‘We work in a universal world where a tiny yet profound idea or action could trigger global impact’
Who are you?
Kulapat Yantrasast, founder of wHY.
Where are you based?
LA, and occasionally New York, with studios in LA, New York and Louisville.
Where do you come from?
Why did you become an architect?
Because I love life and food; architecture glues all together, it is the medium that holds things: art, memories or lives. It connects or disconnects society, by becoming an architect I could find a unique way to be involved and give back.
What kind of work do you do?
Work that has social and cultural relevance. Recently we worked on an exhibition at LACMA, and in 2016, the Speed Art Museum re-opens. We are also working on a major park in Chicago, with Yoko Ono, a student centre for a California art school and two houses in Thailand.
What is it like being an architect where you are?
Open, crazy and political at times. I hardly identify my practice with a fixed place, but a larger sense of connected people and cultures.
What is the context (social, political, architectural) in which you are working?
We work in a universal world where a tiny yet profound idea or action could trigger global impact. So the context I work in is tiny yet limitless. Tiny, so you can focus on the clearest messages through design; limitless as the power of tiny only ignites on communicating without borders.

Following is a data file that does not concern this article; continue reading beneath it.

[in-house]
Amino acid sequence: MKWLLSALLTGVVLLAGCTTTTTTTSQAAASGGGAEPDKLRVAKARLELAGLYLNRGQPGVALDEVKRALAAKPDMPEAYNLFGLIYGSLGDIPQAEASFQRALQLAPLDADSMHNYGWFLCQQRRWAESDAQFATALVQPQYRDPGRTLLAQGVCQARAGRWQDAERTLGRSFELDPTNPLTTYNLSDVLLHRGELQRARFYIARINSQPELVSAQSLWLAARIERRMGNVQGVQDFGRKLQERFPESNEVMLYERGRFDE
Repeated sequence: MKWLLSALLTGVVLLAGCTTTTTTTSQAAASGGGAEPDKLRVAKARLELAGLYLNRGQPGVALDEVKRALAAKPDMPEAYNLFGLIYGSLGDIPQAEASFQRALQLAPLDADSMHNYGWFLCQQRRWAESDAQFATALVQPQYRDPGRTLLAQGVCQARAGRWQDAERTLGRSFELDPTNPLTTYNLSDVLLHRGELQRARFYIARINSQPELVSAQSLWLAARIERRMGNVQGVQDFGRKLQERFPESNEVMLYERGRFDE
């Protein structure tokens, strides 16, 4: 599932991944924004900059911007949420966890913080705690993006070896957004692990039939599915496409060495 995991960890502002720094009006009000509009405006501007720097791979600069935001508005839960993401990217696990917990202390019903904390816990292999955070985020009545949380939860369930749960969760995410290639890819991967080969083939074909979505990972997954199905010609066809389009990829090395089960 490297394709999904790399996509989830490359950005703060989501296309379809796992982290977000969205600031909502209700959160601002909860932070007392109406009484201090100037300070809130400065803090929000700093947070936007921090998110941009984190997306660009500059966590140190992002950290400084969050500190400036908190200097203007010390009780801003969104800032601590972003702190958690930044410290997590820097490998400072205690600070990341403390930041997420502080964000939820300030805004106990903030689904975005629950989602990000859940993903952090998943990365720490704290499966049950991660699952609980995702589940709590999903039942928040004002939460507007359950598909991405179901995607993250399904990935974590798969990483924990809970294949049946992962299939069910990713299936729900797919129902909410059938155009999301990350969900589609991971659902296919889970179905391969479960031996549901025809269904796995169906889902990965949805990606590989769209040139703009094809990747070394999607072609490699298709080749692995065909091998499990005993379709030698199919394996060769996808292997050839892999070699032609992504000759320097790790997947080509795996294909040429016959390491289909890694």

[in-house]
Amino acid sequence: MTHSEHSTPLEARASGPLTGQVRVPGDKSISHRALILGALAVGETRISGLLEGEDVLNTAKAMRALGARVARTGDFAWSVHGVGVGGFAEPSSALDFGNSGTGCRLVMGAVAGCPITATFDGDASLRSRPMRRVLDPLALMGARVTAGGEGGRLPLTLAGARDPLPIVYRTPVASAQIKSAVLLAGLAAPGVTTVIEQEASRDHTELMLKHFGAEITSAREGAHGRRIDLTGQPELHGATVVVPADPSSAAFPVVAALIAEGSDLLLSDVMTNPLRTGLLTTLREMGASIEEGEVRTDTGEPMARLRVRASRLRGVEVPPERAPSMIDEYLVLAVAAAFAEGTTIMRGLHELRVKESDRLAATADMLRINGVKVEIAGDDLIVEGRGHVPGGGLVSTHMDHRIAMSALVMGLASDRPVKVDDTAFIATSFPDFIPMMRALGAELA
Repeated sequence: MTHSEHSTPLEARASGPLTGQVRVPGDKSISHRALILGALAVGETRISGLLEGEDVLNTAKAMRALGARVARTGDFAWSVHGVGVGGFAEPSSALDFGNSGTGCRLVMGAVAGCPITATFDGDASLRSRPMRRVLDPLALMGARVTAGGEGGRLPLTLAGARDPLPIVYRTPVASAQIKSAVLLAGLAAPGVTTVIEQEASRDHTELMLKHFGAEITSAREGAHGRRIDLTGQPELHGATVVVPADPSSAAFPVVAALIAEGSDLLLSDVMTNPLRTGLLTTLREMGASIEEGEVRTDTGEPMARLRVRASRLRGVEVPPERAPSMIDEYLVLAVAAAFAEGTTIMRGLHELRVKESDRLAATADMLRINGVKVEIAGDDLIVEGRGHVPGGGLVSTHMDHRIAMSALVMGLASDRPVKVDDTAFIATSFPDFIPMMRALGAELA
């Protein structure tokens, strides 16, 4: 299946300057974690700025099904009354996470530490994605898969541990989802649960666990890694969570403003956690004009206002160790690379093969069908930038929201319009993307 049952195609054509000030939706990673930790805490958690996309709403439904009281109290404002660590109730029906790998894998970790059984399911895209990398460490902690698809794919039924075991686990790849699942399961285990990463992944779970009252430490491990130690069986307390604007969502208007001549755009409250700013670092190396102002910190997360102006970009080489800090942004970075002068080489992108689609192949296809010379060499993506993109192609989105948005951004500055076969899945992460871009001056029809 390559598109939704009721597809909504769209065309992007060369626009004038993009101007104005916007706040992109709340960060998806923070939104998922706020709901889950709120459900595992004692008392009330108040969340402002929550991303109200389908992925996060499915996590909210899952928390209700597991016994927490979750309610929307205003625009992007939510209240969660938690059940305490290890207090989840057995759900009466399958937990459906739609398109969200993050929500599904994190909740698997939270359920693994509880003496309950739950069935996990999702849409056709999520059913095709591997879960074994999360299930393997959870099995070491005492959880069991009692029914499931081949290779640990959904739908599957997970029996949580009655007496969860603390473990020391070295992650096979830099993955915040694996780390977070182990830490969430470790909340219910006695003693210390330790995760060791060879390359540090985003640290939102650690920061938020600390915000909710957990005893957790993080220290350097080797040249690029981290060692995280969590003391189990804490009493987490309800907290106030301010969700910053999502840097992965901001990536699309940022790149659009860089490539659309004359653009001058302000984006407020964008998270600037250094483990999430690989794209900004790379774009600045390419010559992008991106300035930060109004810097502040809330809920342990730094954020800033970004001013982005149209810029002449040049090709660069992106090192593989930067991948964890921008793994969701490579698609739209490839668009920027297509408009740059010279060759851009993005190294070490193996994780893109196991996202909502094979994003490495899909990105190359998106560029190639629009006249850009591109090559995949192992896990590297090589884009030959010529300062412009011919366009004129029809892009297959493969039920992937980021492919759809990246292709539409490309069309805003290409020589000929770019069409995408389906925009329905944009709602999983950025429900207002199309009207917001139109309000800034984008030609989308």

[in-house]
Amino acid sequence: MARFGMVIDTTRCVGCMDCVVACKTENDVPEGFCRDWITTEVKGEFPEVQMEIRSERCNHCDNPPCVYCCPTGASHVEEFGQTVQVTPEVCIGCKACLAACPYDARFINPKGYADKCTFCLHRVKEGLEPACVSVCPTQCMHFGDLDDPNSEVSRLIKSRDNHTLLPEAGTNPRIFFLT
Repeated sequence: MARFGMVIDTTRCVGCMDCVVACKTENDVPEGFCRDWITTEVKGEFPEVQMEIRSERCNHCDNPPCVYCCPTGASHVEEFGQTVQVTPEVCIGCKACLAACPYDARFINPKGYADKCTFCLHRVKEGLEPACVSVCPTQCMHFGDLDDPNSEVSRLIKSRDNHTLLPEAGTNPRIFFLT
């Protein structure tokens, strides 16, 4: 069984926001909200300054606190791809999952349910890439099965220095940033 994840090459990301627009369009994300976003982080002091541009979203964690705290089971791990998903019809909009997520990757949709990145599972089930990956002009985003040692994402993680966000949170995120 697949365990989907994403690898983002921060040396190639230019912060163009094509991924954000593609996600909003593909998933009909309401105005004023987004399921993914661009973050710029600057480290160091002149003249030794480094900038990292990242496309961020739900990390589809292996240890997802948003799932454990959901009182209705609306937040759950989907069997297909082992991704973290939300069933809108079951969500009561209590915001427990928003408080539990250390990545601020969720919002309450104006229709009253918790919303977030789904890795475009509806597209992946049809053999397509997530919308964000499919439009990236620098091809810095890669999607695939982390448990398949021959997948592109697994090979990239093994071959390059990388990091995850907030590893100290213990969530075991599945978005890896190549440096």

What project are you most proud of and why?
Our studio and its people.
What is unique about your work?
wHY is an ecology of workshops focusing on ideas, buildings, grounds, objects.
What is your favourite building material or technique?
Light, perhaps with a touch of concrete.
How do you get ideas?
Conversation, reading and arguing well.
What are your favourite design tools?
Dialogue, good conversation and argument with interesting people.
What would be your ideal project?
Any that would inspire people to love and live, deeply.
Where do you hope to go from here?
This is a good and fun trajectory - just keep going!
What do you want to be remembered for?
For surviving this deep questionnaire with dignity, and living life to the full.